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CouldItBeTrue 09-23-2008 03:42 PM

First Symptoms Years Later???!!!
Ok, this is the situation. I recently had sex with a new partner. About a week after we had sex she indicated to me that she was, well, developing herpes. She got sick, with swollen lymph nodes and all, as well as a herpes like rash. All the symptoms of an initial outbreak. She went to a doctor, where a culture was performed, and according to her it came back positive for HSV 2. She says she hadn't had a partner for a year before me. We figured that given that she first started developing symptoms very soon after our first encounter that I was the one who had given it to her.

As such, as a responsible adult, I went and got a blood test. It turns out that I tested negative for HSV 2, so I couldn't have given her herpes. I don't think its a false negative because I asked about the reliability of the test and was told it is extremely accurate. So, my question is, is it possible that she had the virus all along and didn't develop any symptoms until years later. I've read online, and was told by my doctor, that the vast majority of the time the initial outbreak occurs within a month. Has anyone ever experienced, or know someone who has experienced an initial outbreak years after sexual intercourse with an infected person. Thanks.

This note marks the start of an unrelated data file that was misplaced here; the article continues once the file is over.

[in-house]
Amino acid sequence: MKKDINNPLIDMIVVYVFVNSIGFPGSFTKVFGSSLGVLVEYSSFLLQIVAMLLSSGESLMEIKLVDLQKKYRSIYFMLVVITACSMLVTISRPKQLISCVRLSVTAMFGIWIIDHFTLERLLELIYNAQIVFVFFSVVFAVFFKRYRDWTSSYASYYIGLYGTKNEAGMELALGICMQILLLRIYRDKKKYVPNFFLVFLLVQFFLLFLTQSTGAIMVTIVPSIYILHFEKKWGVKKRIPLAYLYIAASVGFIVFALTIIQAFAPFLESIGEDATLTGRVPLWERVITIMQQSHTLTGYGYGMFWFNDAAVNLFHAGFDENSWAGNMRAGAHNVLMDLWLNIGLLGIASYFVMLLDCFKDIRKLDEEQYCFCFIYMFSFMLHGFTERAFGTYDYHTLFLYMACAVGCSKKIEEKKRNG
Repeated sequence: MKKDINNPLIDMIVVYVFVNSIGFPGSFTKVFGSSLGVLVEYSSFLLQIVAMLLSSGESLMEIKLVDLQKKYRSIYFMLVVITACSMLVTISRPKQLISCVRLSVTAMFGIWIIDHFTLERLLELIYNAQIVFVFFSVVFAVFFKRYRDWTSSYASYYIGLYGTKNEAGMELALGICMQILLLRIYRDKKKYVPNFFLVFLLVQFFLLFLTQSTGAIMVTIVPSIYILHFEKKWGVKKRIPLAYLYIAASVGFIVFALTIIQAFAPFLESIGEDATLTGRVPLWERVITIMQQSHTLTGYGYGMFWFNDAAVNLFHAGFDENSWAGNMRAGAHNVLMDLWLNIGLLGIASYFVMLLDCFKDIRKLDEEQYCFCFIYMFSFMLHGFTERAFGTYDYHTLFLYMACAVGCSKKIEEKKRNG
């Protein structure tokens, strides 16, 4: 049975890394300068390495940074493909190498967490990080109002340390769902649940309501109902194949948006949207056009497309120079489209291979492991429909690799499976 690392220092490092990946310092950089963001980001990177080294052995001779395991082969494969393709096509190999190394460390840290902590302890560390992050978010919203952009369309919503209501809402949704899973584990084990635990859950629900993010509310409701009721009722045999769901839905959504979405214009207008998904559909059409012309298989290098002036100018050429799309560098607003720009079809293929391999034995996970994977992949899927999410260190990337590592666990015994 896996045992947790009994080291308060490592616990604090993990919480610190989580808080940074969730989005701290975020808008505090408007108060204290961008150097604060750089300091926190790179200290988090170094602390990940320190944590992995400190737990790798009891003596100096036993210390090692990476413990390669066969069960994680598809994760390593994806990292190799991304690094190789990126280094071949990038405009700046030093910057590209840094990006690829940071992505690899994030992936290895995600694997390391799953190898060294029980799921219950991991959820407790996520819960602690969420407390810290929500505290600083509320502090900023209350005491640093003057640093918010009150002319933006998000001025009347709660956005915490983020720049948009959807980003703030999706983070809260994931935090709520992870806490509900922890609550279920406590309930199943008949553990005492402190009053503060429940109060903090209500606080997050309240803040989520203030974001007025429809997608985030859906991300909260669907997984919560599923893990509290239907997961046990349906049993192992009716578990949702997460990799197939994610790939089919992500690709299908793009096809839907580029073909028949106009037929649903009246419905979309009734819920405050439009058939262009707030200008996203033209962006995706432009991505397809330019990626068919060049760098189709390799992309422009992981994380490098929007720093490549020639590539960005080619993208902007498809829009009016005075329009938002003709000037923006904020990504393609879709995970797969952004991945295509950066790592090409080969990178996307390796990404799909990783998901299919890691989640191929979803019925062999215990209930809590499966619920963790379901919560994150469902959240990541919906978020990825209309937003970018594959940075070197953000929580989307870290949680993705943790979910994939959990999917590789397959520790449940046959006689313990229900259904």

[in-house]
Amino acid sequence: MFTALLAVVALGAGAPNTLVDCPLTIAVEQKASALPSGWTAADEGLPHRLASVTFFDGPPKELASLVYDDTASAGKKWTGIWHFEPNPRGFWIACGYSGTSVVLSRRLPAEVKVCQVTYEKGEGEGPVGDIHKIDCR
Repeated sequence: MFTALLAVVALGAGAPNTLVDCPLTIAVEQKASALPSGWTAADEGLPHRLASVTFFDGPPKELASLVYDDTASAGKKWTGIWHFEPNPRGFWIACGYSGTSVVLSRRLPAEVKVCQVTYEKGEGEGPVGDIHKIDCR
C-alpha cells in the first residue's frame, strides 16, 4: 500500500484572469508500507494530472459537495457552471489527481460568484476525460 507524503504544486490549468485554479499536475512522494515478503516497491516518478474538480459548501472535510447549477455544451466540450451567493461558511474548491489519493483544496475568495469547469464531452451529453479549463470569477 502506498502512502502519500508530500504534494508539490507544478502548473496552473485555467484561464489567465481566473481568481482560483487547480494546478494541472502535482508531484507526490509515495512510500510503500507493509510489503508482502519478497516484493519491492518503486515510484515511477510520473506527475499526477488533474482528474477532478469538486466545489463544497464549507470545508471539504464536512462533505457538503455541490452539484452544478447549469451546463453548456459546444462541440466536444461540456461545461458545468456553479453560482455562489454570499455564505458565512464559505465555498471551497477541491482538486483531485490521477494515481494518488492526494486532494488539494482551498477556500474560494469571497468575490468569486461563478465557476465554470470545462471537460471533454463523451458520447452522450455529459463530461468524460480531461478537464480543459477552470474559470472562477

over21 09-24-2008 07:29 AM

Re: First Symptoms Years Later???!!!
It's very hard to point the finger at a person.

One in four adults has Genital Herepes, yet 90% don't know it. Yes it's common to have an outbreak within the first month of being infected. More common is an outbreak to be so mild it goes unnoticed or misdiagnosed as yeast or jock itch. And yes, it's possible to go years (5-10-15) without knowing you have the virus. Happens all the time. 70% of new Genital Herpes cases come from partners who were unaware they had the virus.

Now, there's the possiblilty you were just recently infected (from a previous partner) and haven't seroconverted (ie, turn bloodtest positive) yet. Even if a person hasn't turned blood test positive, it's still possible to pass the virus to someone else if they truly have the virus. If you haven't been with anyone else in the last 6 months, then I would say your test result are very reliable. If you were just with someone else, then pointing the finger got muddier.

Everyone seroconverts at different rates, some taking 6 months or longer. The norm is about 6-12 weeks. The recommendation for blood testing is waiting 12-16 weeks post last possible exposure.

And last, is everyone getting the correct blood test, an IgG type specific blood test. Herpes Select is the most common in the States. Her culture test should be viewed as 100% accurate. She has symptoms, an outbreak and a positive result.

The only way you'll be able to prove it wasn't you is to still be negitive at a second test at the 6 month mark. You can't give someone the virus if you don't have it. If you're positive at the 6 month mark, it could go either way as for who gave whom first. Add a third person and all bets are off.


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